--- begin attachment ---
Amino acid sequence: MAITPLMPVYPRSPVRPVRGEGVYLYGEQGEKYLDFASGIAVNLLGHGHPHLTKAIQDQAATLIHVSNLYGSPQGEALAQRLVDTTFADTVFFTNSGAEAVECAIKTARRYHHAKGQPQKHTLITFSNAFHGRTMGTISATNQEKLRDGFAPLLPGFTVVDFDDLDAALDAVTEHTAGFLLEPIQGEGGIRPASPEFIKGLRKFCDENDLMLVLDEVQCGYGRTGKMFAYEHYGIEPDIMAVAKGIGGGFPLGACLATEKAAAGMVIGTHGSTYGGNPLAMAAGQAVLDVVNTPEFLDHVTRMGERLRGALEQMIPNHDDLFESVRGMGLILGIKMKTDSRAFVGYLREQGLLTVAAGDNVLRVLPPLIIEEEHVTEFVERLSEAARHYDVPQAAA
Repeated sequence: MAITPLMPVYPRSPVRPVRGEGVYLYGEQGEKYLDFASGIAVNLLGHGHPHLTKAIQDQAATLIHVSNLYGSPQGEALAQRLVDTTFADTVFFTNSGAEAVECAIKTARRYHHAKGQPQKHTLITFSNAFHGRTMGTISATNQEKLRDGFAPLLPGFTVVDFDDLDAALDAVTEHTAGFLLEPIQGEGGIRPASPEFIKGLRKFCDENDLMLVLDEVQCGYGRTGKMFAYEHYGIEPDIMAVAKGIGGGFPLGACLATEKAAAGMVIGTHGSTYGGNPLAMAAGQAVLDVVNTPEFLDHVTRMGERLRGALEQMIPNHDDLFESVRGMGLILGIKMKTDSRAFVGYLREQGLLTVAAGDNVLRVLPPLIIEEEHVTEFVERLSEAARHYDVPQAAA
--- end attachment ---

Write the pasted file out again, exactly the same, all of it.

Amino acid sequence: MAITPLMPVYPRSPVRPVRGEGVYLYGEQGEKYLDFASGIAVNLLGHGHPHLTKAIQDQAATLIHVSNLYGSPQGEALAQRLVDTTFADTVFFTNSGAEAVECAIKTARRYHHAKGQPQKHTLITFSNAFHGRTMGTISATNQEKLRDGFAPLLPGFTVVDFDDLDAALDAVTEHTAGFLLEPIQGEGGIRPASPEFIKGLRKFCDENDLMLVLDEVQCGYGRTGKMFAYEHYGIEPDIMAVAKGIGGGFPLGACLATEKAAAGMVIGTHGSTYGGNPLAMAAGQAVLDVVNTPEFLDHVTRMGERLRGALEQMIPNHDDLFESVRGMGLILGIKMKTDSRAFVGYLREQGLLTVAAGDNVLRVLPPLIIEEEHVTEFVERLSEAARHYDVPQAAA
Repeated sequence: MAITPLMPVYPRSPVRPVRGEGVYLYGEQGEKYLDFASGIAVNLLGHGHPHLTKAIQDQAATLIHVSNLYGSPQGEALAQRLVDTTFADTVFFTNSGAEAVECAIKTARRYHHAKGQPQKHTLITFSNAFHGRTMGTISATNQEKLRDGFAPLLPGFTVVDFDDLDAALDAVTEHTAGFLLEPIQGEGGIRPASPEFIKGLRKFCDENDLMLVLDEVQCGYGRTGKMFAYEHYGIEPDIMAVAKGIGGGFPLGACLATEKAAAGMVIGTHGSTYGGNPLAMAAGQAVLDVVNTPEFLDHVTRMGERLRGALEQMIPNHDDLFESVRGMGLILGIKMKTDSRAFVGYLREQGLLTVAAGDNVLRVLPPLIIEEEHVTEFVERLSEAARHYDVPQAAA